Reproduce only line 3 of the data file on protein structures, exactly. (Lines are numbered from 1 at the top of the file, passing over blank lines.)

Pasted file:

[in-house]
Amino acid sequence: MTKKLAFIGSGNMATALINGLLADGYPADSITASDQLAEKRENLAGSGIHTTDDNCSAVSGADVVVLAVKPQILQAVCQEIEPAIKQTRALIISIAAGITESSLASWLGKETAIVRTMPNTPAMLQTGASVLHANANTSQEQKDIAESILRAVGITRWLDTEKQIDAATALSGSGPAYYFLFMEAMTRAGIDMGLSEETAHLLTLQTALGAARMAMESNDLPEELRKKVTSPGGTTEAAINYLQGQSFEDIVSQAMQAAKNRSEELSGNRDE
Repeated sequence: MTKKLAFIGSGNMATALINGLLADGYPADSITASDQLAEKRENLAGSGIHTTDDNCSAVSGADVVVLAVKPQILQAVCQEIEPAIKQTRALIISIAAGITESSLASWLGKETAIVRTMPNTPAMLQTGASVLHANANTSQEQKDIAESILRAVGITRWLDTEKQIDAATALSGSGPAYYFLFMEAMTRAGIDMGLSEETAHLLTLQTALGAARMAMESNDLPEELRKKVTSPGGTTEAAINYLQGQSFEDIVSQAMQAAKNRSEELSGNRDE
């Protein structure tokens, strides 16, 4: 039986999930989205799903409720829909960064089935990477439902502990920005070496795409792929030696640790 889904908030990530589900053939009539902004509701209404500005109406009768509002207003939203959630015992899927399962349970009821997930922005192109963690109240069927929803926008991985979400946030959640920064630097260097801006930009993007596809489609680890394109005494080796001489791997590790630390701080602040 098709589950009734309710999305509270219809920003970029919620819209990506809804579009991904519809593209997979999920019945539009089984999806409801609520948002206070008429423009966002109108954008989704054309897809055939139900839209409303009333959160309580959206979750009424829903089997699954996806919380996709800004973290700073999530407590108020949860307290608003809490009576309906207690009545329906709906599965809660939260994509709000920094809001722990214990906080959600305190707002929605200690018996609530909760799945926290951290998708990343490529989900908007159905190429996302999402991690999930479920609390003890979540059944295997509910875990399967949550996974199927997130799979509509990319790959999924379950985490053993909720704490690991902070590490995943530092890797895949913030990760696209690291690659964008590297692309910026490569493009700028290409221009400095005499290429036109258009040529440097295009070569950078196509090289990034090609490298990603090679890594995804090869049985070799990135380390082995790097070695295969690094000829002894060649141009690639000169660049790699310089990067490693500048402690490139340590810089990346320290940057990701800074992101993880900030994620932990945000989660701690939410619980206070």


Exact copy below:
Repeated sequence: MTKKLAFIGSGNMATALINGLLADGYPADSITASDQLAEKRENLAGSGIHTTDDNCSAVSGADVVVLAVKPQILQAVCQEIEPAIKQTRALIISIAAGITESSLASWLGKETAIVRTMPNTPAMLQTGASVLHANANTSQEQKDIAESILRAVGITRWLDTEKQIDAATALSGSGPAYYFLFMEAMTRAGIDMGLSEETAHLLTLQTALGAARMAMESNDLPEELRKKVTSPGGTTEAAINYLQGQSFEDIVSQAMQAAKNRSEELSGNRDE